Pharmacy & Life Sciences
Transaction activity in the pharmacy & life sciences sector was somewhat slower in the third quarter of 2022, although there were some notable transactions, particularly in the specialty pharmacy space.
Following Centene Corporation’s (NYSE: CNC) announcement in May that it was divesting itself of Magellan Rx (agreeing to sell it to Prime Therapeutics LLC) and PANTHERx Rare (agreeing to sell it to a consortium of The Vistria Group, General Atlantic, and Nautic Partners), for an aggregate sale price of approximately $2.8 billion, Centene completed the sale of the latter subsidiary in July. The divestitures follow Centene’s plan, announced last year, to exit the pharmacy benefit management space.
In another divestiture, in September, Novo Holdings agreed to acquire KabaFusion, a California-based home infusion company specializing in intravenous immunoglobulin, from Pritzker Private Capital. Pritzker purchased KabaFusion in 2019 for approximately $250 million and subsequently sold it for an estimated price of $1 billion-plus, suggesting a multiple of 19x-20x EBITDA. Novo is a Danish company that has made three investments in U.S. healthcare and life sciences companies.
That same month, Vivo Infusion, a portfolio company of InTandem Capital Partners, announced it had acquired Infusion Center of Pennsylvania (ICPA). Doctors Robert Singh and Emma Singh, the founders of ICPA, noted that “[t]he infusion landscape is continuing to rapidly evolve across the country, propelled by both continued startup activity and consolidation driven opportunities across the more established platforms.” Days later, Walgreens Boots Alliance (Nasdaq: WBA) built on last year’s $970 million investment in Shields Health Solutions, a specialty pharmacy company, by acquiring the remaining stake in Shields for approximately $1.37 billion. Shields offers medications with unique handling, administration, and monitoring requirements used to treat complex and rare conditions. Roz Brewer, CEO of Walgreens, noted that Walgreen could “now make further progress on [its] strategy through [Shields’s] integrated model, increasing [its] value to health systems, expanding access to payor partners and supporting improved outcomes and lower costs.”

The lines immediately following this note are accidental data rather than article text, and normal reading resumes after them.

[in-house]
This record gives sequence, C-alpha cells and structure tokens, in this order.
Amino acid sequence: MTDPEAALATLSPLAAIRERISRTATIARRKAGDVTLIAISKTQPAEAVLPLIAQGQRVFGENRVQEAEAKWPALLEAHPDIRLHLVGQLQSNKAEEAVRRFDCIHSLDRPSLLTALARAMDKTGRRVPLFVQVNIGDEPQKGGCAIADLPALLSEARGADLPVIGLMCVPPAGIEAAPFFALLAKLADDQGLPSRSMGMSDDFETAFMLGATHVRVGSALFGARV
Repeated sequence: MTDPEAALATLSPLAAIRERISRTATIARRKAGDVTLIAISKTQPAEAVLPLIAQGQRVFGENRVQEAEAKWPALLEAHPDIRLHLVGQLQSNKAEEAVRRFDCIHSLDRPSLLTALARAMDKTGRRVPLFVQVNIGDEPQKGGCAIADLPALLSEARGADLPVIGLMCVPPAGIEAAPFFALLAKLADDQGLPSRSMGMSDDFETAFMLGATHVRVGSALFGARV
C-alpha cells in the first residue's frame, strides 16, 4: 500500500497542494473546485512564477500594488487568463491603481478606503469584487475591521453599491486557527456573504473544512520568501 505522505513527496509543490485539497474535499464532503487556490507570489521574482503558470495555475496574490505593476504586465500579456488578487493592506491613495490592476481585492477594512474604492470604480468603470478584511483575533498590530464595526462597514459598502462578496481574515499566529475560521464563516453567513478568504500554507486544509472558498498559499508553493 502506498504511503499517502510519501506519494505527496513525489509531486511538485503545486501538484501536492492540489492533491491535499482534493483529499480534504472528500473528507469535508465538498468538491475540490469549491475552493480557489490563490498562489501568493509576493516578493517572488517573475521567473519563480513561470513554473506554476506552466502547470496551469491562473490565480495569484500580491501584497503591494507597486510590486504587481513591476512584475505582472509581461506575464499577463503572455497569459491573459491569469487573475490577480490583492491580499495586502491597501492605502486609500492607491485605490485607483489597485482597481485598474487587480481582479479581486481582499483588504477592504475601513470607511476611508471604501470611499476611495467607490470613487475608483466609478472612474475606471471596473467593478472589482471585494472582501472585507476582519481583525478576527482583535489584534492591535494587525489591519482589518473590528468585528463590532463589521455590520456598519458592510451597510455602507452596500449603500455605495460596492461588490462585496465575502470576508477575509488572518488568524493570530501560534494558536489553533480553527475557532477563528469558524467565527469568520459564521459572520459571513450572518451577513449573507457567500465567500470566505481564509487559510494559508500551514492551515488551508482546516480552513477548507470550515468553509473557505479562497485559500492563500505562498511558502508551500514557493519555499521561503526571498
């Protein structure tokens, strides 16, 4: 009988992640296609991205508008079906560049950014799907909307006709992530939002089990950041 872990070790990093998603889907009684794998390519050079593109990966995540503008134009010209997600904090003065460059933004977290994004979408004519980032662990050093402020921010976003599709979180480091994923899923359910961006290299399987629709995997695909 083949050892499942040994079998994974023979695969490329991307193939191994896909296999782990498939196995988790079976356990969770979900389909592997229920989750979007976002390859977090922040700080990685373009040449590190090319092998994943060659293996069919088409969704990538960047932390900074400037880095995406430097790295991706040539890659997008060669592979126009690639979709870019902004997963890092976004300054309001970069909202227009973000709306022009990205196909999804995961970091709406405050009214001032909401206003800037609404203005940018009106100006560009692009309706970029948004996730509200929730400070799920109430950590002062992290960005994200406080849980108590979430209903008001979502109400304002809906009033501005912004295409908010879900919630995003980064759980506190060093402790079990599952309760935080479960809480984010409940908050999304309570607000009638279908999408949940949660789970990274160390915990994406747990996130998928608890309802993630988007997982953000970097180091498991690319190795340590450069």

As the market continues to cool slightly, we expect deal activity in the healthcare industry to remain strong. Although demand from buyers may be decreasing, the availability of sellers willing to strike a deal appears to be on the rise, which will have the cumulative effect of driving down prices. We will no doubt examine whether these trends continue through the final weeks of 2022.